I like el Dia de los Muertos, the Mexican Day of the Dead. We celebrate it here in the old fashioned way, by dressing the household altar with an ofrenda, or offering. We drape the altar with a bright colored cloth and lay it with fruits and flowers. We set up the photos of our dead ancestors, or if we don't have photos, then we write their names on slips of paper. We light candles and drink hot cocoa and (for the adults) mezcal. The children and I bake sweet egg-bread in fanciful shapes and eat it dipped in the hot cocoa. We talk, tell stories about our dead loved ones, and honor their memories. Always on the altar is a memento mori in the form of a beautiful little Caterina statue (Lady Death). In this way, we teach our children - and remind ourselves - that the end of all life is death, but that spirits live on as the beloved, beautiful memories that we leave behind. This simple ceremony provides surprisingly strong comfort.

So, with all of the things I love about October, why did I name this post "The Yucky Season?" What is it that I dislike so much? Well, there's the darkness, the gloom and the incessant rain; the damp chill that cannot be banished from the house even by blasting the propane furnace; the smell of wet dogs and wet towels and wet shoes. There's the omnipresent rot - rotting vegetation, rotting leaves, rotting carpets in the mudroom. There's the utter lack of light and warmth. But most of all... most of all...

There's mud. God, how I hate mud. Chilly, slippery, stinky, horrible mud. I wake up at seven thirty and by eight fifteen I am liberally spotted with grotesque ordure. All winter long I will smell like.. well, not mud exactly, but mud that is one third mixed-species animal by-product. You know what I mean. There's no way to avoid it - farmers smell like farms, and never more than in the Yucky season.

Oh well. I'll just try to keep a pot of spiced apple cider simmering on the stove all the time, that ought to help.

Wednesday, October 5, 2011

Selfish Neighborliness (More Milk!)

At the Second Annual September Swap Meet and Cider Press last week, I met a really cool neighbor lady named M. She brought apples to press, and we made a trade of a bag of (my) raw alpaca fiber for a bunch of (her) canning jars. She also has goats and we talked about that. She also moved here from a city and we talked about that. All in all we spent about 45 minutes chatting and exchanged phone numbers at the end of our conversation, saying we would get together and make cheese sometime.

Day before yesterday, she called me up and said there had been a death in the family and she needed to travel out of state for the funeral. She was sorry to intrude on so new a friendship, but she didn't know anyone else who could milk her goats while she was gone. Having been in a similar situation - not a death in the family, but needing a goat-sitter who can milk - I know how tough it is to find someone you can trust to milk your goats right. Poor or incomplete milking can lead to mastitis, which can kill a goat or ruin her udder right quick.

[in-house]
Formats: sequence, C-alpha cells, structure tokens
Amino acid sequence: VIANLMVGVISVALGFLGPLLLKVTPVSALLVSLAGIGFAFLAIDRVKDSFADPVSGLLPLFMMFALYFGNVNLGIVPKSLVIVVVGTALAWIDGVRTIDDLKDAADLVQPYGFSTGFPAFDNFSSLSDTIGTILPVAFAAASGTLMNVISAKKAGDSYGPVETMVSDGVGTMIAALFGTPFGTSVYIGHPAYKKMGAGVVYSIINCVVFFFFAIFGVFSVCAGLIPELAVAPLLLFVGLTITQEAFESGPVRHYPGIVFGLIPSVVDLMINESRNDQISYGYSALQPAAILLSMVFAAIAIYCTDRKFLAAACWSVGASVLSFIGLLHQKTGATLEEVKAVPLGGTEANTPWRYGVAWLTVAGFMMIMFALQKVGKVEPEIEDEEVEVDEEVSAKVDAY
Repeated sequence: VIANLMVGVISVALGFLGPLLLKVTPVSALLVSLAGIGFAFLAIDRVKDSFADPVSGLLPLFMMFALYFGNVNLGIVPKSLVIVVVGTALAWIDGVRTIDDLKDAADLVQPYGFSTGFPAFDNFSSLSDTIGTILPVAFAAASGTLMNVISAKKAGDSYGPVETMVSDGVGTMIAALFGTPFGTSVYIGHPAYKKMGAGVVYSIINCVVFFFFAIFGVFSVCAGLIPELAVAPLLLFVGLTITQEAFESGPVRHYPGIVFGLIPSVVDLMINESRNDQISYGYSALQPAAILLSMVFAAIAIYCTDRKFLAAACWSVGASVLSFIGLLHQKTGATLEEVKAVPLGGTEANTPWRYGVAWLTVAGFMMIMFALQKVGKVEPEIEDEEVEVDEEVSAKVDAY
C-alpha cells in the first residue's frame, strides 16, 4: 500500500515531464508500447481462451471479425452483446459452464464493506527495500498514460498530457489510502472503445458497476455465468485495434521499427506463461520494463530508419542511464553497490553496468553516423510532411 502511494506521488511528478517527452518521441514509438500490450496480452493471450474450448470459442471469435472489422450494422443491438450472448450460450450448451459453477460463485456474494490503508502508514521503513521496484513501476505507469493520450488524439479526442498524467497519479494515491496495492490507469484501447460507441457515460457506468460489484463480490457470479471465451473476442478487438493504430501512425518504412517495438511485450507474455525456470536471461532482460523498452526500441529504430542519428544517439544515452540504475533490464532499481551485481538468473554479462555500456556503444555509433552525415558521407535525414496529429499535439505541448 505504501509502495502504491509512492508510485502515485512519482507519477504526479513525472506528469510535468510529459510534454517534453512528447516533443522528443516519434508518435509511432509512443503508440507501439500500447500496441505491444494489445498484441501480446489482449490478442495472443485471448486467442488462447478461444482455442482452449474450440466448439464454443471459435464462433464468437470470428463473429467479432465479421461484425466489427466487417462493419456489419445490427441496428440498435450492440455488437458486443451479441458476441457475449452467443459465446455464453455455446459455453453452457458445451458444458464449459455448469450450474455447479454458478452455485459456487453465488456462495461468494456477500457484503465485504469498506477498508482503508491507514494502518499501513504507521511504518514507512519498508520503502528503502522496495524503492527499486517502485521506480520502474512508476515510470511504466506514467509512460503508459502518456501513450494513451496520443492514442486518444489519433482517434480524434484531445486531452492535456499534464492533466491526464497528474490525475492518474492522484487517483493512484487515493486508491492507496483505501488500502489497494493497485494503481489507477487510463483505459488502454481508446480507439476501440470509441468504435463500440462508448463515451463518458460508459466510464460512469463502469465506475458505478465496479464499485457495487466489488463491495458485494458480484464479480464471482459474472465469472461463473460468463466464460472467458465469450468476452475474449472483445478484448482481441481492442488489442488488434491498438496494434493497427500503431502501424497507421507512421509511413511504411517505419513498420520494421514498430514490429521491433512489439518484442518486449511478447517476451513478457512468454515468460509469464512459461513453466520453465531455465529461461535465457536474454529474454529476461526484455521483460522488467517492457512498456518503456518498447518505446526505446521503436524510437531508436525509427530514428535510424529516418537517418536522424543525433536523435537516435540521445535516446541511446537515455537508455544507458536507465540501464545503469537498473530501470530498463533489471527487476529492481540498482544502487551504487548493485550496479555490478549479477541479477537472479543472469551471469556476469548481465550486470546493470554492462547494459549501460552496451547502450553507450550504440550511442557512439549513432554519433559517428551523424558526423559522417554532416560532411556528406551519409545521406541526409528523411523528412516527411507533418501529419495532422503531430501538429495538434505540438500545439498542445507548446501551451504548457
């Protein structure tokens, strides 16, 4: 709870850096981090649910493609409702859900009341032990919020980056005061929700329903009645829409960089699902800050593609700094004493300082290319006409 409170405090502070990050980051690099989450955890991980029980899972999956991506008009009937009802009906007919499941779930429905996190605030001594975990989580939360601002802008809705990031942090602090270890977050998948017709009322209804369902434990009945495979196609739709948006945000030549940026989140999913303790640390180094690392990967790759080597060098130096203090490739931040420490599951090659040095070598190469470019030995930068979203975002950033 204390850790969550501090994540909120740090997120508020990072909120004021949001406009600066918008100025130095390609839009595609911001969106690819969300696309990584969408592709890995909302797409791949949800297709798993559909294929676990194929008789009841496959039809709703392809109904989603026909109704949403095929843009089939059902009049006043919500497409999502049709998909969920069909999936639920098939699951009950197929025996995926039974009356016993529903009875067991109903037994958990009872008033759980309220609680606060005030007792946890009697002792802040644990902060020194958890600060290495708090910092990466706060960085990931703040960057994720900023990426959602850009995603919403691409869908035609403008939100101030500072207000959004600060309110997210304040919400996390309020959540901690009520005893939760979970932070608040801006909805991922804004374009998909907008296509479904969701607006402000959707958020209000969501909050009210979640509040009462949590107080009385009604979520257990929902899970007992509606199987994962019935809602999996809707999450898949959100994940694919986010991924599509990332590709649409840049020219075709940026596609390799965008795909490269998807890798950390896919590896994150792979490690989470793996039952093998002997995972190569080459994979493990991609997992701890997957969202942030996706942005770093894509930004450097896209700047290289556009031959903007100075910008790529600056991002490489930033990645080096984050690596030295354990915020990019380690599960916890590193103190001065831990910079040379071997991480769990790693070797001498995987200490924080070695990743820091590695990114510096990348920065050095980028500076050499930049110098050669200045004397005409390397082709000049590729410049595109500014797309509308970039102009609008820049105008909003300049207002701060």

Of course I said I would be happy to board her goats while she is gone. She has two goats, but only one in milk, a Saanen who is giving about a half-gallon a day. Those of you who raise goats know that this was a fairly big leap of faith, on both our parts. I don't know that her goats are healthy, and she doesn't know that mine are. She has never seen my place, and knows nothing about the state of my fencing or the quality of my feed. I don't know if her goats are jumpers who might destroy my fences and run out on the road and get killed. Without the goodwill and trust that comes with a long friendship, we are both taking a chance that something awful might happen - a sick or a dead goat - and that there would be bad feelings on both sides.

I know that many people would simply say "sorry, but no." While I understand the reasons that would lead them to refuse, I cannot agree with them. My feeling is that human relationships are ultimately more important than animals. It's true that I basically don't know this woman from Eve, and that we may never have a serious friendship, so what do I owe her, you might fairly ask? The answer is, I owe her nothing. Not a damn thing. She didn't offer to pay me, either, and in fact the idea never crossed my mind until just this second.

I'm doing this because it's plain and simple the right thing to do. Yeah, I will get the half-gallon of milk a day that her goat gives, and I'm thrilled about that, since my goats are close to to dry. That milk will most likely translate into three or four pounds of cheese. And I assume that I will get an "I.O.U." to squirrel away in case I ever need a goat-related favor. I also get to feel like a nice person. Don't worry, I'm not going to sprain my arm patting myself on the back for altruism. I'm getting my fair share here.